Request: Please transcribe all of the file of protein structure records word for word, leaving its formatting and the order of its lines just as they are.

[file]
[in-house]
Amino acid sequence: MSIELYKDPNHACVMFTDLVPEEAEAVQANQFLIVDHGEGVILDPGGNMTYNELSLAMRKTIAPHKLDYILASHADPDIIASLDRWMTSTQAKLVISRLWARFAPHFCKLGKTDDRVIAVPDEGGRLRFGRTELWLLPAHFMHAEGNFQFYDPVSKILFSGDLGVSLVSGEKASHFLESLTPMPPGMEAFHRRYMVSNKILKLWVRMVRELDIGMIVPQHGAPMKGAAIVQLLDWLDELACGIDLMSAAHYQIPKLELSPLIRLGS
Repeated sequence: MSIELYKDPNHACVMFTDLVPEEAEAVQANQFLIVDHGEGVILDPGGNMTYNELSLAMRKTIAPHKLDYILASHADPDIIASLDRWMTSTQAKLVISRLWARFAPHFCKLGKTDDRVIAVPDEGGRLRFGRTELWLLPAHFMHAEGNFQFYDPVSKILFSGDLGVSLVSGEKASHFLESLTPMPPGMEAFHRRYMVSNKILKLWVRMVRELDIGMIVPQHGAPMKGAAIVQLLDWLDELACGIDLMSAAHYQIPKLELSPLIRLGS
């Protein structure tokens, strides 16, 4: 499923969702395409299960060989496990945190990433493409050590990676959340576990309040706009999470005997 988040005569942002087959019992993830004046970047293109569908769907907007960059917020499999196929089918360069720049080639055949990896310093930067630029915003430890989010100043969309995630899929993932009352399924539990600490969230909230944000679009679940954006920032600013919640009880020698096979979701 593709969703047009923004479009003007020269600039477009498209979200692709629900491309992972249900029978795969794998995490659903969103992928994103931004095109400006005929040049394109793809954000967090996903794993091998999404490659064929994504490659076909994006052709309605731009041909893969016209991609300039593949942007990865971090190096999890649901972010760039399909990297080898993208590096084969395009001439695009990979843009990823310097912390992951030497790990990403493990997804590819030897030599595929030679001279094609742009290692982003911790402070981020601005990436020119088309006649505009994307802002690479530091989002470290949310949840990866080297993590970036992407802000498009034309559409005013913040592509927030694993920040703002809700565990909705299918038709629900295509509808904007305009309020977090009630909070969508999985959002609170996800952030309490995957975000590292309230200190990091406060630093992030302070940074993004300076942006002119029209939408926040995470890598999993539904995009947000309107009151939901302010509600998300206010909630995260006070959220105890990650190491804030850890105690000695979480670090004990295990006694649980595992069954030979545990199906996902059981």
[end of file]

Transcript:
[in-house]
Amino acid sequence: MSIELYKDPNHACVMFTDLVPEEAEAVQANQFLIVDHGEGVILDPGGNMTYNELSLAMRKTIAPHKLDYILASHADPDIIASLDRWMTSTQAKLVISRLWARFAPHFCKLGKTDDRVIAVPDEGGRLRFGRTELWLLPAHFMHAEGNFQFYDPVSKILFSGDLGVSLVSGEKASHFLESLTPMPPGMEAFHRRYMVSNKILKLWVRMVRELDIGMIVPQHGAPMKGAAIVQLLDWLDELACGIDLMSAAHYQIPKLELSPLIRLGS
Repeated sequence: MSIELYKDPNHACVMFTDLVPEEAEAVQANQFLIVDHGEGVILDPGGNMTYNELSLAMRKTIAPHKLDYILASHADPDIIASLDRWMTSTQAKLVISRLWARFAPHFCKLGKTDDRVIAVPDEGGRLRFGRTELWLLPAHFMHAEGNFQFYDPVSKILFSGDLGVSLVSGEKASHFLESLTPMPPGMEAFHRRYMVSNKILKLWVRMVRELDIGMIVPQHGAPMKGAAIVQLLDWLDELACGIDLMSAAHYQIPKLELSPLIRLGS
């Protein structure tokens, strides 16, 4: 499923969702395409299960060989496990945190990433493409050590990676959340576990309040706009999470005997 988040005569942002087959019992993830004046970047293109569908769907907007960059917020499999196929089918360069720049080639055949990896310093930067630029915003430890989010100043969309995630899929993932009352399924539990600490969230909230944000679009679940954006920032600013919640009880020698096979979701 593709969703047009923004479009003007020269600039477009498209979200692709629900491309992972249900029978795969794998995490659903969103992928994103931004095109400006005929040049394109793809954000967090996903794993091998999404490659064929994504490659076909994006052709309605731009041909893969016209991609300039593949942007990865971090190096999890649901972010760039399909990297080898993208590096084969395009001439695009990979843009990823310097912390992951030497790990990403493990997804590819030897030599595929030679001279094609742009290692982003911790402070981020601005990436020119088309006649505009994307802002690479530091989002470290949310949840990866080297993590970036992407802000498009034309559409005013913040592509927030694993920040703002809700565990909705299918038709629900295509509808904007305009309020977090009630909070969508999985959002609170996800952030309490995957975000590292309230200190990091406060630093992030302070940074993004300076942006002119029209939408926040995470890598999993539904995009947000309107009151939901302010509600998300206010909630995260006070959220105890990650190491804030850890105690000695979480670090004990295990006694649980595992069954030979545990199906996902059981």